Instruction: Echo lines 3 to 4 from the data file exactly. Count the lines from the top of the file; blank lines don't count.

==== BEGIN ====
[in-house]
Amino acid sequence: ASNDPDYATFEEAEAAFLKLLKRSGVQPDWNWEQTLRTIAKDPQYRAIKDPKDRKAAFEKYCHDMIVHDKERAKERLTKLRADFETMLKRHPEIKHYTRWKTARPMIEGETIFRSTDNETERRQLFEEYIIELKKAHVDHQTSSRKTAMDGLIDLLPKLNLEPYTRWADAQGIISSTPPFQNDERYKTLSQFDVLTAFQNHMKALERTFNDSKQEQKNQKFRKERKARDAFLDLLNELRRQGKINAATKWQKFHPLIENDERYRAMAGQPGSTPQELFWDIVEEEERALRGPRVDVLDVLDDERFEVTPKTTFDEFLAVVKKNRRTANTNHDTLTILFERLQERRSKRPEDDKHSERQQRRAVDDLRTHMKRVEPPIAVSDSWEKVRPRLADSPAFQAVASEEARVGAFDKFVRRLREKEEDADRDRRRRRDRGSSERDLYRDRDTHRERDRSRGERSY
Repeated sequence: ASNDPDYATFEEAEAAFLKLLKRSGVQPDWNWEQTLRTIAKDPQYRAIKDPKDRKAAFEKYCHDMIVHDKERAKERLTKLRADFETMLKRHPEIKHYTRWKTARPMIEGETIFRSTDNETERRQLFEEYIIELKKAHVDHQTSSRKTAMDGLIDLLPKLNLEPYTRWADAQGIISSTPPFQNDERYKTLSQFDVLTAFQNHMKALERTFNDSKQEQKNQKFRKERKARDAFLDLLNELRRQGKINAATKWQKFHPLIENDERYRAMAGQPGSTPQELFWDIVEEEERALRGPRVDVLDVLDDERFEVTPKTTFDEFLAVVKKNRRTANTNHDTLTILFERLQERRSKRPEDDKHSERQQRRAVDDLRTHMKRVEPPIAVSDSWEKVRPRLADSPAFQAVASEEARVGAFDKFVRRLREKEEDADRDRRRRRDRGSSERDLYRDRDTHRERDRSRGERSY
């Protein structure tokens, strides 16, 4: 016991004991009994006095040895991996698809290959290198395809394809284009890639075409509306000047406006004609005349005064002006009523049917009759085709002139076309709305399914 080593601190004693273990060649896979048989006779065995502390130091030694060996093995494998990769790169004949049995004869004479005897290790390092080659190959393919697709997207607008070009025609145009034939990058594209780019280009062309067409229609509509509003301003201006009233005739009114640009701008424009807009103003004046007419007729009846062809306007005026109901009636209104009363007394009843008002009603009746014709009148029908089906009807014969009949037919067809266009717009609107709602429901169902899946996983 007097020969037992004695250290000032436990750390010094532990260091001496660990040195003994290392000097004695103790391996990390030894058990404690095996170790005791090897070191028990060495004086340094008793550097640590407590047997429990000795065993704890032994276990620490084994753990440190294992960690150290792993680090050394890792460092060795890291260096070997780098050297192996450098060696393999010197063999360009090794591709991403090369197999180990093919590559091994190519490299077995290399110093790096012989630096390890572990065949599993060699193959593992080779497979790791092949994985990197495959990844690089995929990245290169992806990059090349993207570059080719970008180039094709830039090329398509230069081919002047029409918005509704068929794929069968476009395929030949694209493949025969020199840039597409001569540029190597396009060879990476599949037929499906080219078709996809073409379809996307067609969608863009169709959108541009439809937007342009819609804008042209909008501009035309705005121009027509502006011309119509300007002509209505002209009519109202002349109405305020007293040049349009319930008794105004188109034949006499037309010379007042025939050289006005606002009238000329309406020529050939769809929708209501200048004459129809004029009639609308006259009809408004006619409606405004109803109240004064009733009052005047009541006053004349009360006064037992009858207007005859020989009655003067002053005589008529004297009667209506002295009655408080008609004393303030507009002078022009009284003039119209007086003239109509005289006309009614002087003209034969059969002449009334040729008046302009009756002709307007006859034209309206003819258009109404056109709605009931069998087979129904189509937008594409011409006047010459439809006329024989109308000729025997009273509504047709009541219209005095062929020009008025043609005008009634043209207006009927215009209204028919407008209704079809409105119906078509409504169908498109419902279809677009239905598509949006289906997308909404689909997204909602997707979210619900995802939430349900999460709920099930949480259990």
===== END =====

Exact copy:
Repeated sequence: ASNDPDYATFEEAEAAFLKLLKRSGVQPDWNWEQTLRTIAKDPQYRAIKDPKDRKAAFEKYCHDMIVHDKERAKERLTKLRADFETMLKRHPEIKHYTRWKTARPMIEGETIFRSTDNETERRQLFEEYIIELKKAHVDHQTSSRKTAMDGLIDLLPKLNLEPYTRWADAQGIISSTPPFQNDERYKTLSQFDVLTAFQNHMKALERTFNDSKQEQKNQKFRKERKARDAFLDLLNELRRQGKINAATKWQKFHPLIENDERYRAMAGQPGSTPQELFWDIVEEEERALRGPRVDVLDVLDDERFEVTPKTTFDEFLAVVKKNRRTANTNHDTLTILFERLQERRSKRPEDDKHSERQQRRAVDDLRTHMKRVEPPIAVSDSWEKVRPRLADSPAFQAVASEEARVGAFDKFVRRLREKEEDADRDRRRRRDRGSSERDLYRDRDTHRERDRSRGERSY
């Protein structure tokens, strides 16, 4: 016991004991009994006095040895991996698809290959290198395809394809284009890639075409509306000047406006004609005349005064002006009523049917009759085709002139076309709305399914 080593601190004693273990060649896979048989006779065995502390130091030694060996093995494998990769790169004949049995004869004479005897290790390092080659190959393919697709997207607008070009025609145009034939990058594209780019280009062309067409229609509509509003301003201006009233005739009114640009701008424009807009103003004046007419007729009846062809306007005026109901009636209104009363007394009843008002009603009746014709009148029908089906009807014969009949037919067809266009717009609107709602429901169902899946996983 007097020969037992004695250290000032436990750390010094532990260091001496660990040195003994290392000097004695103790391996990390030894058990404690095996170790005791090897070191028990060495004086340094008793550097640590407590047997429990000795065993704890032994276990620490084994753990440190294992960690150290792993680090050394890792460092060795890291260096070997780098050297192996450098060696393999010197063999360009090794591709991403090369197999180990093919590559091994190519490299077995290399110093790096012989630096390890572990065949599993060699193959593992080779497979790791092949994985990197495959990844690089995929990245290169992806990059090349993207570059080719970008180039094709830039090329398509230069081919002047029409918005509704068929794929069968476009395929030949694209493949025969020199840039597409001569540029190597396009060879990476599949037929499906080219078709996809073409379809996307067609969608863009169709959108541009439809937007342009819609804008042209909008501009035309705005121009027509502006011309119509300007002509209505002209009519109202002349109405305020007293040049349009319930008794105004188109034949006499037309010379007042025939050289006005606002009238000329309406020529050939769809929708209501200048004459129809004029009639609308006259009809408004006619409606405004109803109240004064009733009052005047009541006053004349009360006064037992009858207007005859020989009655003067002053005589008529004297009667209506002295009655408080008609004393303030507009002078022009009284003039119209007086003239109509005289006309009614002087003209034969059969002449009334040729008046302009009756002709307007006859034209309206003819258009109404056109709605009931069998087979129904189509937008594409011409006047010459439809006329024989109308000729025997009273509504047709009541219209005095062929020009008025043609005008009634043209207006009927215009209204028919407008209704079809409105119906078509409504169908498109419902279809677009239905598509949006289906997308909404689909997204909602997707979210619900995802939430349900999460709920099930949480259990």